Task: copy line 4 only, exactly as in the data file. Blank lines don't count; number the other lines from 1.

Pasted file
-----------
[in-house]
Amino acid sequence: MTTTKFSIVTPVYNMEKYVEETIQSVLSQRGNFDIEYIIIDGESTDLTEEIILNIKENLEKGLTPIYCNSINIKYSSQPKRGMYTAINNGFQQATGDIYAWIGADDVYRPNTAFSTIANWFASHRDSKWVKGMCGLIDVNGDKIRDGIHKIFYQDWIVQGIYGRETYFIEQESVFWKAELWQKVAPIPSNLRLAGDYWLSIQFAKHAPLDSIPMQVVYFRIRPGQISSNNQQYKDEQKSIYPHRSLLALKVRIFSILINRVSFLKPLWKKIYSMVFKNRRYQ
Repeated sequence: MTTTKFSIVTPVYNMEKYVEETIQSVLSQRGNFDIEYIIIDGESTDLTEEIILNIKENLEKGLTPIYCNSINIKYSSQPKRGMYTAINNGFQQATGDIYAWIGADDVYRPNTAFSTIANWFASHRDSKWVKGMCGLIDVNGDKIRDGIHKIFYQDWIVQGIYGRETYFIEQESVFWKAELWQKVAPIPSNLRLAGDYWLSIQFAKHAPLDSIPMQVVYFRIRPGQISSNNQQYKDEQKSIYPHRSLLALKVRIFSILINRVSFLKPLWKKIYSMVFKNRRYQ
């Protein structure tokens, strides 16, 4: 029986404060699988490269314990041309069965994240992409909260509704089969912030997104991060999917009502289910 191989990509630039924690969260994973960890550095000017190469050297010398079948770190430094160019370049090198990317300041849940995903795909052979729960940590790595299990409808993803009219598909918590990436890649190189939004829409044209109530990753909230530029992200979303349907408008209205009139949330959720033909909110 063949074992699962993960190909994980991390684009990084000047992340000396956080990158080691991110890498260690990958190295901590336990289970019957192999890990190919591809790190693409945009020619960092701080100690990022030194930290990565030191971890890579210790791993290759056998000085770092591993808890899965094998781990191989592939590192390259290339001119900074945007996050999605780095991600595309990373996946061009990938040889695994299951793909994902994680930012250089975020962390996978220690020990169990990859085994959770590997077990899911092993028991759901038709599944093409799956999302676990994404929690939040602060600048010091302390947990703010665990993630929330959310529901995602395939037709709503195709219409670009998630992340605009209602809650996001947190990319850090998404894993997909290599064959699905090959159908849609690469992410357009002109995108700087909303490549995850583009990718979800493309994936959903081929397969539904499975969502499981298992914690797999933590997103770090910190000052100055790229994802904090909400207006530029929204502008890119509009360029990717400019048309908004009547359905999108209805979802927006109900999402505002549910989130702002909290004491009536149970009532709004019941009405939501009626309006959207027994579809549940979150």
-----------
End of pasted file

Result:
């Protein structure tokens, strides 16, 4: 029986404060699988490269314990041309069965994240992409909260509704089969912030997104991060999917009502289910 191989990509630039924690969260994973960890550095000017190469050297010398079948770190430094160019370049090198990317300041849940995903795909052979729960940590790595299990409808993803009219598909918590990436890649190189939004829409044209109530990753909230530029992200979303349907408008209205009139949330959720033909909110 063949074992699962993960190909994980991390684009990084000047992340000396956080990158080691991110890498260690990958190295901590336990289970019957192999890990190919591809790190693409945009020619960092701080100690990022030194930290990565030191971890890579210790791993290759056998000085770092591993808890899965094998781990191989592939590192390259290339001119900074945007996050999605780095991600595309990373996946061009990938040889695994299951793909994902994680930012250089975020962390996978220690020990169990990859085994959770590997077990899911092993028991759901038709599944093409799956999302676990994404929690939040602060600048010091302390947990703010665990993630929330959310529901995602395939037709709503195709219409670009998630992340605009209602809650996001947190990319850090998404894993997909290599064959699905090959159908849609690469992410357009002109995108700087909303490549995850583009990718979800493309994936959903081929397969539904499975969502499981298992914690797999933590997103770090910190000052100055790229994802904090909400207006530029929204502008890119509009360029990717400019048309908004009547359905999108209805979802927006109900999402505002549910989130702002909290004491009536149970009532709004019941009405939501009626309006959207027994579809549940979150």